Once, The World Was Flat

December 5, 1896
Sarah Waters

I used to think of the past in terms of what happened and what did not happen. In retrospective, this was too simple a view and failed to encompass the reality of my very own experiences. How many times did Sam and I argue over how particular incidents of our childhood occurred? Granted there was often the ulterior motive of staying out of trouble to contend with but in the scope of history, there exists similar moments and it is the victor who writes the stories.

“I trust everyone is now familiar with the history surrounding the discovery of the Americas. Miss Waters, your opinion please. Was Christopher Columbus a genius or a madman?” Mr. Bard said.

The questions seemed absurd to me.

“A genius.” I replied.

“Why?” He asked.

“He overcame tremendous opposition and eventually found success although his discovery was an accident his concept of sailing west instead of east from Europe was a stroke of brilliance.” I replied.

“Our views could not be more different Miss Waters. Columbus was a drunk and a fool. He sought to find a new and faster route to the East by traveling west. Every reputable cartographer in the world understood a simple concept Columbus could not grasp. Columbus believed the earth was only a fraction of the circumference it is because he could not grasp elementary mathematics. Had he not found unexpected land he would have starved his men to death at sea. In my view, these are the actions of a madman not a genius.” Mr. Bard said.

“If his logic was known to be so fatally flawed, then why would Spain have financed his voyage?” I asked.

“Politics, Miss Waters. In 1492, Spain had nothing to lose and everything to gain from exploring the waters to the west. King Ferdinand knew Columbus’ maps were wrong but he also knew that there was the possibility of new lands waiting to be discovered. If there was a genius in the discovery of the Americas it was King Ferdinand.” Mr. Bard said.

“Are you saying it is your view that financing a madman can be genius?” I asked.

“It is my view that the difference between a genius and a madman is the side of history he lands upon.”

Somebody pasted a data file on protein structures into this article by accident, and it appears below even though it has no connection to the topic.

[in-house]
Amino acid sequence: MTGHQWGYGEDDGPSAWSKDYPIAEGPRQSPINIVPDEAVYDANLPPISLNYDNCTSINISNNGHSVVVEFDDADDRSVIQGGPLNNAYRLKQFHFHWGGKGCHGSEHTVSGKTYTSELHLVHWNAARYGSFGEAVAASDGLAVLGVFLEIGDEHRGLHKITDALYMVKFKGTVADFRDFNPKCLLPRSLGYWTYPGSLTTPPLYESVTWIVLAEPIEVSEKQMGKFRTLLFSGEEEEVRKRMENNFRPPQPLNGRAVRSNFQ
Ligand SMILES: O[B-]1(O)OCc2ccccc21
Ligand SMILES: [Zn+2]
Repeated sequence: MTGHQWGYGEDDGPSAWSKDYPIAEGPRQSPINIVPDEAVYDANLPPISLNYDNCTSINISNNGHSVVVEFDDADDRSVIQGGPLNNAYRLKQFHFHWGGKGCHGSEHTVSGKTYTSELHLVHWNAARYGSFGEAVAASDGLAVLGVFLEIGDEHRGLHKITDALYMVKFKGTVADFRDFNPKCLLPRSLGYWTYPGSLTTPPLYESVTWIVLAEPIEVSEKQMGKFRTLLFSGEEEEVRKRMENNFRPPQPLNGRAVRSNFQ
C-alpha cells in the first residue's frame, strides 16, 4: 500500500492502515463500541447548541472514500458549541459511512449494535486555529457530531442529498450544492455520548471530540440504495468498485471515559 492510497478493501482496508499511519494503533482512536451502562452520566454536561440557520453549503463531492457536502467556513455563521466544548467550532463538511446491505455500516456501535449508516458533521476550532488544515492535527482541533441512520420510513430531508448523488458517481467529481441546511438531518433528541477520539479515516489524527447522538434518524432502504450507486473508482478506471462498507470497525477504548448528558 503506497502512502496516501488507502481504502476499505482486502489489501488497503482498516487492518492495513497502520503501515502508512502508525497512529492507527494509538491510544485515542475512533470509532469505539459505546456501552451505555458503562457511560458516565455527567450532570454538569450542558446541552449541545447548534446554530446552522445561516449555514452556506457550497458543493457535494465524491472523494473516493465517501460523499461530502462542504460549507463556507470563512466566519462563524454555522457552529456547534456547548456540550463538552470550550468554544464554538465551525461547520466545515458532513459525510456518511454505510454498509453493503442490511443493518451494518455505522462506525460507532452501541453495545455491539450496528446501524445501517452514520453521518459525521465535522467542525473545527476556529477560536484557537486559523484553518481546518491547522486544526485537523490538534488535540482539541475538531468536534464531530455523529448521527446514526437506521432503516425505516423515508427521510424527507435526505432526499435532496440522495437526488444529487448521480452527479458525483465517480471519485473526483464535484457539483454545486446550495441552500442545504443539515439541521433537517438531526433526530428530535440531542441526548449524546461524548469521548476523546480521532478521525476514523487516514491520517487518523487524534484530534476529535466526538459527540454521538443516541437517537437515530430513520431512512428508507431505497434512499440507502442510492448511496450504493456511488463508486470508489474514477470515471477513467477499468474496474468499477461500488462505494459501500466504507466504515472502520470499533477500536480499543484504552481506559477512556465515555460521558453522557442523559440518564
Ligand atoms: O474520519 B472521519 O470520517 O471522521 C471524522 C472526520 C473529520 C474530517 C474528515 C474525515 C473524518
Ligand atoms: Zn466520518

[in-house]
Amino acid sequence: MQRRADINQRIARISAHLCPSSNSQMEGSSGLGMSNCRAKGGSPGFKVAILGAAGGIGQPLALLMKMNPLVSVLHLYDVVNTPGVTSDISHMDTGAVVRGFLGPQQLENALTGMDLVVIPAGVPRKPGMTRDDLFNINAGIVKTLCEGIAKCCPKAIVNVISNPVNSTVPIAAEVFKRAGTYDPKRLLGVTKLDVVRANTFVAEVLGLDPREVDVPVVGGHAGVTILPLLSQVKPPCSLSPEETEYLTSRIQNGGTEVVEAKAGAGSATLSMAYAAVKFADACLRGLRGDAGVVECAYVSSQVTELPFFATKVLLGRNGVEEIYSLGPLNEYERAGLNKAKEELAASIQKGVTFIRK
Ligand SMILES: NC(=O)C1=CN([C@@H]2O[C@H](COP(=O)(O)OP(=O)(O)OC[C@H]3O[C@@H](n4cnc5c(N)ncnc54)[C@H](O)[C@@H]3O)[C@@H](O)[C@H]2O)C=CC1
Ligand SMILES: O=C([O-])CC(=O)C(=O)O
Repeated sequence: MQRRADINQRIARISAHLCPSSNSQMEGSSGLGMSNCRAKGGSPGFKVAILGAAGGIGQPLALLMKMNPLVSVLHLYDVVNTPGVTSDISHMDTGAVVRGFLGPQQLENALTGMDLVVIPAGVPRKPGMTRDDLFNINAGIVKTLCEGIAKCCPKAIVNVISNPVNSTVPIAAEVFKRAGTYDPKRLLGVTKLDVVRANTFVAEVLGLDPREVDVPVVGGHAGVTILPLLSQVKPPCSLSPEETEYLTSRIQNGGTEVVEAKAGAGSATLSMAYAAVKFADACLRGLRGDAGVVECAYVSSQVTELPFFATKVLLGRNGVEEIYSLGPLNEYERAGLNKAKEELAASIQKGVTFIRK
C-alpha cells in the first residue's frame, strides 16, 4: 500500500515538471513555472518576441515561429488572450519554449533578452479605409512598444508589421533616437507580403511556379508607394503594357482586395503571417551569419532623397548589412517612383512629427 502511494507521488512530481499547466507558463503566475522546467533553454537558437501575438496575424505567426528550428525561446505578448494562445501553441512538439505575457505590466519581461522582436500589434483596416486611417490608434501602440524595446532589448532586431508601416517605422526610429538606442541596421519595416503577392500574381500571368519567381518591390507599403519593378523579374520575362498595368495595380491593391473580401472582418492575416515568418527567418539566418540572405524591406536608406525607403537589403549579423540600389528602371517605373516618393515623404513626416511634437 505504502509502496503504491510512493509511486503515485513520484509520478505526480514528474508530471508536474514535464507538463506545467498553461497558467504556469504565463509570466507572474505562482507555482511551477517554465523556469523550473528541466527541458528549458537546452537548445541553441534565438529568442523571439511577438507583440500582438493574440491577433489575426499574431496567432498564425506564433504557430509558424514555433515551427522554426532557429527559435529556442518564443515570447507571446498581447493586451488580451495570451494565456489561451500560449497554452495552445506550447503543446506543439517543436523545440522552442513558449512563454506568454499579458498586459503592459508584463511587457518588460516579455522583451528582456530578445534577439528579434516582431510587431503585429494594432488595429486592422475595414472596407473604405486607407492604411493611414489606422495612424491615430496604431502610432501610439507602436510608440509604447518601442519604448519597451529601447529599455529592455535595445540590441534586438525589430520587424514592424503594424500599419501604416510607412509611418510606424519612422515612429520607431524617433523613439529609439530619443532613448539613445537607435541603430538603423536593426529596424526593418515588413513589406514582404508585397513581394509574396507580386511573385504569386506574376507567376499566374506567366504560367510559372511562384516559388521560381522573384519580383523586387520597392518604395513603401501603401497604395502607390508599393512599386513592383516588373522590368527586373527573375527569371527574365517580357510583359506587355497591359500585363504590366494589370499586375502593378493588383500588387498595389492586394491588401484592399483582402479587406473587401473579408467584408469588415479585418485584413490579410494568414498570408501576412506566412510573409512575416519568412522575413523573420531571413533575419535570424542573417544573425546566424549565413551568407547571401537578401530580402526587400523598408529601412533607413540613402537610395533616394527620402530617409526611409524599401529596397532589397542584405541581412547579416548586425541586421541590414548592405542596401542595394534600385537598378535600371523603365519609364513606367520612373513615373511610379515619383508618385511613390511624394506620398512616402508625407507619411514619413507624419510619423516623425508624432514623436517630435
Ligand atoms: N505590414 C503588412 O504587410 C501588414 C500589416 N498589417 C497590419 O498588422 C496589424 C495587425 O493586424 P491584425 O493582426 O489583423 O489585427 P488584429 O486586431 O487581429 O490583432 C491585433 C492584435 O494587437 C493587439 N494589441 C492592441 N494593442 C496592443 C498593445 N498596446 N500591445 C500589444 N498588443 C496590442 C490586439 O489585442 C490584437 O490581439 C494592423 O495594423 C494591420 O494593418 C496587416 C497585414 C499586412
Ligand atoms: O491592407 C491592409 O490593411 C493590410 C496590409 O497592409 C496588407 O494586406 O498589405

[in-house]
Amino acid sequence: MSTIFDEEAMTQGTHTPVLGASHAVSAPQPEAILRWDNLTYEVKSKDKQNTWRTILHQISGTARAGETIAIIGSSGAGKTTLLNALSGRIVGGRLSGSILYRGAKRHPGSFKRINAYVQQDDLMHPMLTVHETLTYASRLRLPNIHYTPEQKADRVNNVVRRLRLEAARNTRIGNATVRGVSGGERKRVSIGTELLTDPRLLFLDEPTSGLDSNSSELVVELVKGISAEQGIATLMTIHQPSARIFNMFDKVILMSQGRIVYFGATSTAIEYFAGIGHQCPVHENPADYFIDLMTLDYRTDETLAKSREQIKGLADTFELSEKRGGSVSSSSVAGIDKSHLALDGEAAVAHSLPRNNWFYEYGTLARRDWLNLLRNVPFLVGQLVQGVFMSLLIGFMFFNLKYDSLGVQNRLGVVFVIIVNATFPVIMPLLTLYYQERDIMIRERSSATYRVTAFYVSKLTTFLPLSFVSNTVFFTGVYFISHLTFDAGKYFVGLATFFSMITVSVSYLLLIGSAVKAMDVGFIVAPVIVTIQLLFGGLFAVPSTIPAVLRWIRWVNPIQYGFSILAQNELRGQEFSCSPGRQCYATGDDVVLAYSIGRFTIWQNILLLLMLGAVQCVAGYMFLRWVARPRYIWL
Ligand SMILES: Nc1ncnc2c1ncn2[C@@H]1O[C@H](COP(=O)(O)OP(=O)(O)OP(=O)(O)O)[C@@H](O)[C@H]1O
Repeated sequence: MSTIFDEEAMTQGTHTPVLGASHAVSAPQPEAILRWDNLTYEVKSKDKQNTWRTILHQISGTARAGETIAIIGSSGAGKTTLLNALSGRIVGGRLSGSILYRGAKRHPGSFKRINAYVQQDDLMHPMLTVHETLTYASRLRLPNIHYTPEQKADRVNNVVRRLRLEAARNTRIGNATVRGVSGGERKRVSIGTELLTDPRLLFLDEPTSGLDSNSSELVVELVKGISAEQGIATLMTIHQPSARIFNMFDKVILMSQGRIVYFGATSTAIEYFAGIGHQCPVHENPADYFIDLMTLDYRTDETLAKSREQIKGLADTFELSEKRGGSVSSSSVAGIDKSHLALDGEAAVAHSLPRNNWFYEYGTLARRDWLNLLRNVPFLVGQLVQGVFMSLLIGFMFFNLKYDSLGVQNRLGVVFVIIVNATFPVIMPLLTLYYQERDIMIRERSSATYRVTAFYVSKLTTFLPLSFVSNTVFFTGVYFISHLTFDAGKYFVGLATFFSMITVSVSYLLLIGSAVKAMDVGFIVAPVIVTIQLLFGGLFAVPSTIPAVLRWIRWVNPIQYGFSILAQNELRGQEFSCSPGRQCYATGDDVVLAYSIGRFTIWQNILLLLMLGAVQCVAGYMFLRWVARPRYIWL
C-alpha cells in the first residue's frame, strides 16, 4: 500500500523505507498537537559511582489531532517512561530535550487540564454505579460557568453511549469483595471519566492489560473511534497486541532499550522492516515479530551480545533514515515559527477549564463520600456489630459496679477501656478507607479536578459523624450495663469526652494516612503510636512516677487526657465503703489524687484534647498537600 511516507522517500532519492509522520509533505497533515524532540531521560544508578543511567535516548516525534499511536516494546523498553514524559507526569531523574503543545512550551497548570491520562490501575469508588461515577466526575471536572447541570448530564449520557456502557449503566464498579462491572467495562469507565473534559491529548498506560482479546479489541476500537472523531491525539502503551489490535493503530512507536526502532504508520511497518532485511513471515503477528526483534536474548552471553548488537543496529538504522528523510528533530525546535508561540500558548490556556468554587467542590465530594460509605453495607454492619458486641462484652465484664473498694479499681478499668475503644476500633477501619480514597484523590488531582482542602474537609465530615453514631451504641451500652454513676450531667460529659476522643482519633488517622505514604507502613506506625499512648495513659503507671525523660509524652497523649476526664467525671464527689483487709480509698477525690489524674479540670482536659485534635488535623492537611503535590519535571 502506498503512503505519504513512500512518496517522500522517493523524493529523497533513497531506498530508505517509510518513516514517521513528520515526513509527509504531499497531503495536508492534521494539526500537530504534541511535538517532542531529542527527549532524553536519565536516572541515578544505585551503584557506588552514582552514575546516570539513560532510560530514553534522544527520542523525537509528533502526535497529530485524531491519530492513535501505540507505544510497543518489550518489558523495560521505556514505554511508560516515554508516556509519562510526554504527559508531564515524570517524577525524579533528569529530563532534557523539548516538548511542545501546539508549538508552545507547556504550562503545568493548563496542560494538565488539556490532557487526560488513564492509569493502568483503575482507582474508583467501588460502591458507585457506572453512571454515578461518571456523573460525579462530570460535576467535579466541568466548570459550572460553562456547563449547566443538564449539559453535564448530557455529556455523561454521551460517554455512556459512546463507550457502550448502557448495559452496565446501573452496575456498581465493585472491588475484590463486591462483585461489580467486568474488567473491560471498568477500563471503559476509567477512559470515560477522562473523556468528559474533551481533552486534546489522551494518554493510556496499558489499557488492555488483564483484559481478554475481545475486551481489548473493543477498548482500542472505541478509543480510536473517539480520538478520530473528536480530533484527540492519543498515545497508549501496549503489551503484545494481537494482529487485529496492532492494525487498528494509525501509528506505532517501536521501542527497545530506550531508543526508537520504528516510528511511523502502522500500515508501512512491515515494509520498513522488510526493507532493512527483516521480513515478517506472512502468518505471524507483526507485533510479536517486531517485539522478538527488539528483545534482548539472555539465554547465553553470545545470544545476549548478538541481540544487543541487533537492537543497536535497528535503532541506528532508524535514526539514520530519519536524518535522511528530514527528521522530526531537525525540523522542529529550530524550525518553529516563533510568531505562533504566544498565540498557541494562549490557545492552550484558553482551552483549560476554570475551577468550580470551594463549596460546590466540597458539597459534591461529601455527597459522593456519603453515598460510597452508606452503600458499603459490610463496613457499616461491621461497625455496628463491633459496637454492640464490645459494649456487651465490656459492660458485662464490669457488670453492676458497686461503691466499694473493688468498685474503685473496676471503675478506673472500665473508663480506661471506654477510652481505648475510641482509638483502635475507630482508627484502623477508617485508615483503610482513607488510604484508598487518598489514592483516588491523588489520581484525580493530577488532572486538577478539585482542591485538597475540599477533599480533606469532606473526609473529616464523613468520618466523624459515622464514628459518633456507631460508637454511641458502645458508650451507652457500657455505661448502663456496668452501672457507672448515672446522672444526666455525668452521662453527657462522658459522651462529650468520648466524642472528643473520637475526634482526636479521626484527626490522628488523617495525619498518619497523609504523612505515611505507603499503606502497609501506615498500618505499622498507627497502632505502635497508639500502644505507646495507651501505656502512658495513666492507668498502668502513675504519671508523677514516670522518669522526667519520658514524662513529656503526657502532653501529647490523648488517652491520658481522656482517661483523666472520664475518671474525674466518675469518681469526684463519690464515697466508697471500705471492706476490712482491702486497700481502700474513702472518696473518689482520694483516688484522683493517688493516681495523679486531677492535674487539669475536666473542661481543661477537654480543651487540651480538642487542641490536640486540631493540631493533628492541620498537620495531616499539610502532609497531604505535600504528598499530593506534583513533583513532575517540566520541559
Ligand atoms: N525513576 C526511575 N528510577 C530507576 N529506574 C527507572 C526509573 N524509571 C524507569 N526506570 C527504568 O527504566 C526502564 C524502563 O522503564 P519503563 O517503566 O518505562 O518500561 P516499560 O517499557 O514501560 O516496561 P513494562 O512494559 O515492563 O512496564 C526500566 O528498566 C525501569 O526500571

“I don’t understand.”

“What if Columbus had never returned from his voyage? What if his ships had all been destroyed by the hurricane they encountered? Would we recount him as anything more than a footnote in Spanish history and if not would his mark be anything more than that of a lunatic who took a hundred men to their deaths?”

“Are you saying Columbus was a madman who is wrongfully remembered as a great man?”

“His ideas were insane for his time and for ours. His discovery and survival were mere accidents. So yes, I am saying Christopher Columbus was insane and history prefers to make him a great man rather than confront the harsh reality that sometimes it takes a lunatic to help the world along.” Mr. Bard said.

Part of me wanted to continue arguing but the rest of me knew he was right. Teachers are supposed to be right, they are supposed to have the answers, maybe I forgot that after all that has happened or maybe I have learned no one is infallible. Asking the questions is not just a right, but a responsibility.

Now that my eyes have been opened I am starting to realize the past is as much an open book as the future. That is not to say the past can be changed, but it can be re-perceived in such a way as to alter the significance and repercussions of events. Dr. Phallic would recognize the dilemma as the chicken or the egg, but the real question is not what came first, but from where it came.

“Silence, Miss Waters.” Mr. Bard said. “Have you reconsidered your answer?”

“Yes. Maybe he was both.” I said.

Mr. Bard smiled.

“Now you are learning.” He said.

1 comment:

Trent Tucker said...

Ferdinand was a diplomat. Both Columbus and Ferdinand got what they wanted. The eccentric Columbus who naviagated in Italian miles instead of Arabic miles which meant he severely underestimated distance was allowed to undertake a trip based on a ridiculous premise to achieve Ferdinands's goal, exploration, and both succeeded. It is a bit like Ponce de Leon searching for the fountain of youth and instead discovering Miami (Does that sound like pring break?) Perhaps a better example of misguided success is chemist Nick Terrett and colleagues who sought a drug for the treatment of heart disease and instead discovered the real fountain of youth, Viagra.
Trent Tucker
author Wall Street Dancers http://www.strategicbookpublishing.com/TheWallStreetDancers.html.